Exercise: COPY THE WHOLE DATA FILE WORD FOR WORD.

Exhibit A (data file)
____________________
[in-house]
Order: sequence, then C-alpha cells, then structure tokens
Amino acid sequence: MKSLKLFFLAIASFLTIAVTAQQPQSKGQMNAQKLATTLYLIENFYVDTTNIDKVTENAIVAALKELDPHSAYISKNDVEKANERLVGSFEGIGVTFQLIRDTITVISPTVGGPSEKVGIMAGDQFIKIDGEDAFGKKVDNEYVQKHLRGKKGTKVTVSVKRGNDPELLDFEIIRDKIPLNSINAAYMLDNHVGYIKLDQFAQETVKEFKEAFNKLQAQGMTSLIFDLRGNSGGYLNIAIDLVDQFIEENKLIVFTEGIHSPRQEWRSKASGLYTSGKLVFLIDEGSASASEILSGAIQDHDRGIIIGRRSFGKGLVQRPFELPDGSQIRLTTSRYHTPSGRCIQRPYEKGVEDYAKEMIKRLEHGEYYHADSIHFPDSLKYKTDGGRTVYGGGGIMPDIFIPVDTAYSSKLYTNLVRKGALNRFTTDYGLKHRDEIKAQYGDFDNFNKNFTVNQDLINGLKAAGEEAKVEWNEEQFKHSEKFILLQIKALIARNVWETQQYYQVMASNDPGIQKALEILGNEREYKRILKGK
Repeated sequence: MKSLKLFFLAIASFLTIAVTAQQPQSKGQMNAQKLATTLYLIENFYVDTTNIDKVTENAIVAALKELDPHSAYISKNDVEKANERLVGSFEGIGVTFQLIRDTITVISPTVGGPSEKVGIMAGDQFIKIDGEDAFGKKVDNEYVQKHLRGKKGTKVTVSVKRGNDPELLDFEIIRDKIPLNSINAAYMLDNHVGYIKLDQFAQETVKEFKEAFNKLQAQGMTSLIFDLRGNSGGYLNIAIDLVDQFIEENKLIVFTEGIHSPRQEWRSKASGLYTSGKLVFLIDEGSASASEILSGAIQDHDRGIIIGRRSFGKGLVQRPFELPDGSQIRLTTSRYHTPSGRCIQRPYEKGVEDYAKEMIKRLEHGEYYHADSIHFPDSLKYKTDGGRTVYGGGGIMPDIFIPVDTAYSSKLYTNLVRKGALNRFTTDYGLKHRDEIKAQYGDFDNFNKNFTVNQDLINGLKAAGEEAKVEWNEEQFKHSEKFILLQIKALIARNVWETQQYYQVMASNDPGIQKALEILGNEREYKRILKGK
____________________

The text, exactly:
[in-house]
Order: sequence, then C-alpha cells, then structure tokens
Amino acid sequence: MKSLKLFFLAIASFLTIAVTAQQPQSKGQMNAQKLATTLYLIENFYVDTTNIDKVTENAIVAALKELDPHSAYISKNDVEKANERLVGSFEGIGVTFQLIRDTITVISPTVGGPSEKVGIMAGDQFIKIDGEDAFGKKVDNEYVQKHLRGKKGTKVTVSVKRGNDPELLDFEIIRDKIPLNSINAAYMLDNHVGYIKLDQFAQETVKEFKEAFNKLQAQGMTSLIFDLRGNSGGYLNIAIDLVDQFIEENKLIVFTEGIHSPRQEWRSKASGLYTSGKLVFLIDEGSASASEILSGAIQDHDRGIIIGRRSFGKGLVQRPFELPDGSQIRLTTSRYHTPSGRCIQRPYEKGVEDYAKEMIKRLEHGEYYHADSIHFPDSLKYKTDGGRTVYGGGGIMPDIFIPVDTAYSSKLYTNLVRKGALNRFTTDYGLKHRDEIKAQYGDFDNFNKNFTVNQDLINGLKAAGEEAKVEWNEEQFKHSEKFILLQIKALIARNVWETQQYYQVMASNDPGIQKALEILGNEREYKRILKGK
Repeated sequence: MKSLKLFFLAIASFLTIAVTAQQPQSKGQMNAQKLATTLYLIENFYVDTTNIDKVTENAIVAALKELDPHSAYISKNDVEKANERLVGSFEGIGVTFQLIRDTITVISPTVGGPSEKVGIMAGDQFIKIDGEDAFGKKVDNEYVQKHLRGKKGTKVTVSVKRGNDPELLDFEIIRDKIPLNSINAAYMLDNHVGYIKLDQFAQETVKEFKEAFNKLQAQGMTSLIFDLRGNSGGYLNIAIDLVDQFIEENKLIVFTEGIHSPRQEWRSKASGLYTSGKLVFLIDEGSASASEILSGAIQDHDRGIIIGRRSFGKGLVQRPFELPDGSQIRLTTSRYHTPSGRCIQRPYEKGVEDYAKEMIKRLEHGEYYHADSIHFPDSLKYKTDGGRTVYGGGGIMPDIFIPVDTAYSSKLYTNLVRKGALNRFTTDYGLKHRDEIKAQYGDFDNFNKNFTVNQDLINGLKAAGEEAKVEWNEEQFKHSEKFILLQIKALIARNVWETQQYYQVMASNDPGIQKALEILGNEREYKRILKGK